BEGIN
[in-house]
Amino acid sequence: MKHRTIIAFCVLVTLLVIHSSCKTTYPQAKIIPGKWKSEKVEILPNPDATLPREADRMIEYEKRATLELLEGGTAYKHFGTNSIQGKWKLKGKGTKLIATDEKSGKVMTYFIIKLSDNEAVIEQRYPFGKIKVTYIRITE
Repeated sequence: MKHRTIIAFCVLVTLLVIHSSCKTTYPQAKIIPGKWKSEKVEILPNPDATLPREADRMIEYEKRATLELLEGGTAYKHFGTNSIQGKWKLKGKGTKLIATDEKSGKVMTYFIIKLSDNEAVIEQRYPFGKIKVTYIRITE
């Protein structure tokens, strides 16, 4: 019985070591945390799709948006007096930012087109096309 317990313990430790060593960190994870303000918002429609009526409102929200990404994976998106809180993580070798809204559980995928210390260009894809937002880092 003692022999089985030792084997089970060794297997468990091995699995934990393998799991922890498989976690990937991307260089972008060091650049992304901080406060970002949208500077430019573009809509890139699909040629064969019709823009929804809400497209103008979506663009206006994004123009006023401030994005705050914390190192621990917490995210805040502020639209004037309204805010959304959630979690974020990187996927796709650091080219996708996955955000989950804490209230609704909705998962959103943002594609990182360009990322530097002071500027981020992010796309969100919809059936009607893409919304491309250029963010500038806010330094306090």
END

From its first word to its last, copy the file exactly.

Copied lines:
[in-house]
Amino acid sequence: MKHRTIIAFCVLVTLLVIHSSCKTTYPQAKIIPGKWKSEKVEILPNPDATLPREADRMIEYEKRATLELLEGGTAYKHFGTNSIQGKWKLKGKGTKLIATDEKSGKVMTYFIIKLSDNEAVIEQRYPFGKIKVTYIRITE
Repeated sequence: MKHRTIIAFCVLVTLLVIHSSCKTTYPQAKIIPGKWKSEKVEILPNPDATLPREADRMIEYEKRATLELLEGGTAYKHFGTNSIQGKWKLKGKGTKLIATDEKSGKVMTYFIIKLSDNEAVIEQRYPFGKIKVTYIRITE
């Protein structure tokens, strides 16, 4: 019985070591945390799709948006007096930012087109096309 317990313990430790060593960190994870303000918002429609009526409102929200990404994976998106809180993580070798809204559980995928210390260009894809937002880092 003692022999089985030792084997089970060794297997468990091995699995934990393998799991922890498989976690990937991307260089972008060091650049992304901080406060970002949208500077430019573009809509890139699909040629064969019709823009929804809400497209103008979506663009206006994004123009006023401030994005705050914390190192621990917490995210805040502020639209004037309204805010959304959630979690974020990187996927796709650091080219996708996955955000989950804490209230609704909705998962959103943002594609990182360009990322530097002071500027981020992010796309969100919809059936009607893409919304491309250029963010500038806010330094306090």